The question is always, "what is best for the American people and why?" I don't think it's best to go rushing in where we have stumbled so poorly before. I think that will play into the strategy of these nut cases who need to fuel their adrenaline with fight. Again, the self-interest of American citizens is self-preservation. Why wouldn't attacking ISIS head-on encourage other terrorists to act, if, for no other reason than to divert attention from the allied effort against ISIS? In other words, the one benefit for American citizens, protection and security, would decrease. And the reports that some of its funding is coming from Saudi Arabia and other wealthy donors in the region tell me that significant players want the fight to continue with or without ISIS. The end result would be more Americans put at risk. So, from the pure self-interest of the people it makes no sense to go headlong into a frontal attack on this group. We can't kill all of them at one time. Our fear is a few of them who will get to the US and wreak havoc in an American city. But those evil types could just as well come from Africa or England as from ISIS.

How can you "defeat" an army that can easily dissolve as an army and become embedded in the citizens of these cities and towns? It reminds me of the final years of the Civil War when Lincoln, Grant and others were very worried that after the war, devoted and battle-hardened confederates would go back home and form guerilla squads to menance the reconstruction project and create instability. Jefferson Davis wanted it to take place. It was the leadership of Robert E. Lee that convinced the rebel soldier to go home and put the war behind them. I don't see that happening with the fanatics. Time is always on their side and they know it.

Then again, the Middle-East is becoming a testing ground for American resolve with the whole world watching very carefully. We're either being hung out to dry or will do the wise thing and let the terrorists defeat themselves. They are already divided between a core of true believers and a rag-tag of young people who are enticed with some spending money and a girlfriend. I don't see this organization holding together for that long, especially as they try and produce a phony caliphate in the emptiness of northern Iraq. Our only worry about this group is that they will send soldiers or encourage terrorist’s ala in Paris to strike against the West to provoke the West into either withdrawing and/or committing all-in that will feed the addiction. A "presence" doesn't necessarily mean a military one. I think the resolve of the American people to protect itself in a meaningful way is intact. I hope the resolve of the people to have the government act with wisdom and prudence is intact. President Obama has tried to do this but I am coming to the conclusion that he's in something beyond his capacity and that we've lost an opportunity to act decisively in the Middle-East. That's one citizen's take on it. And putting a militant idiot in his place is not the answer. The old art of statecraft needs to return that is prepared to deal with whatever shakes out in that region due to its own actions. It carries its own risks as does all out intervention. When confidence in leadership has been shaken it's better to pull back and regroup rather than strike wildly and boldly out of panic.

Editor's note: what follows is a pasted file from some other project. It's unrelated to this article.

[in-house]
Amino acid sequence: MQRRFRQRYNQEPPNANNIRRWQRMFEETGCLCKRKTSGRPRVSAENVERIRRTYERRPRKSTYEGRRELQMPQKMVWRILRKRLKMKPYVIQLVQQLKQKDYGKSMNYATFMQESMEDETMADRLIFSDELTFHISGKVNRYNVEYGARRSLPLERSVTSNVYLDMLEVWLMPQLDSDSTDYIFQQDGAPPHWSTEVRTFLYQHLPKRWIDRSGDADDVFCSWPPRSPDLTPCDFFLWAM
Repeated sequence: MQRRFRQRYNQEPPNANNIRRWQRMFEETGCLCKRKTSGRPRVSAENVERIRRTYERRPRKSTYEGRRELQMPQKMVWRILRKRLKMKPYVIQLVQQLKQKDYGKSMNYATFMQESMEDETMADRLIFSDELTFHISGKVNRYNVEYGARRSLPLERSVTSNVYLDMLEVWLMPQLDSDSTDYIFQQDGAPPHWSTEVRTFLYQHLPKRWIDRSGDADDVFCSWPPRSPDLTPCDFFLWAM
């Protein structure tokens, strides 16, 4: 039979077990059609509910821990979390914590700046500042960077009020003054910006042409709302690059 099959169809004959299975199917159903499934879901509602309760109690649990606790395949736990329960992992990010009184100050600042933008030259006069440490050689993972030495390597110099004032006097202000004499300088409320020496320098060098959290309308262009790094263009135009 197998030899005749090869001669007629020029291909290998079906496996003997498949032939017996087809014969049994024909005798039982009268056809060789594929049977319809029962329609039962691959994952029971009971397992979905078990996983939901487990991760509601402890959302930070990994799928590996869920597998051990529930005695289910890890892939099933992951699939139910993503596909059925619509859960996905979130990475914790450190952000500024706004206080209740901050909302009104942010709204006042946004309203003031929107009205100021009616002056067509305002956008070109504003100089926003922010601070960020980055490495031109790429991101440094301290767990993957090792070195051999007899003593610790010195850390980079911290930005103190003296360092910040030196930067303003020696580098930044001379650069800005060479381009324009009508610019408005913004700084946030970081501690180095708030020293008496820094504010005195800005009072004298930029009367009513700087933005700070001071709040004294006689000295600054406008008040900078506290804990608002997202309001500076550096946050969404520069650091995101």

And if it is a military one it must be "all-in" or nothing. This is what the battlefield in the last fifteen years has dictated.

It would mean sending in a multi-national army, sweep the ground of ISIS, let them fade back into the local populations, establish a presence in the old ISIS territory and let time rotten the resolve of most of the new soldiers. One thing the new crisis has done, since the attack on Paris, is to sharpen all and every attention on movements from one region to the next, one country to the next. This sort of intelligence would be sufficient to cut off large movements of ISIS fighters to, say, Libya. That's if everything went according to plan which we know it wouldn't. There are persuasive arguments that point out if we do nothing, if we wait then this problem will get meatier and much more difficult so that when the crucial US interests are threatened like oil or Israel we will be faced with a greater problem than we have now. This is where the decision on the part of Obama and the administration has to be so crystal clear, so precise, so orientated to a stated objective that we can remove ourselves when the objective has been reached.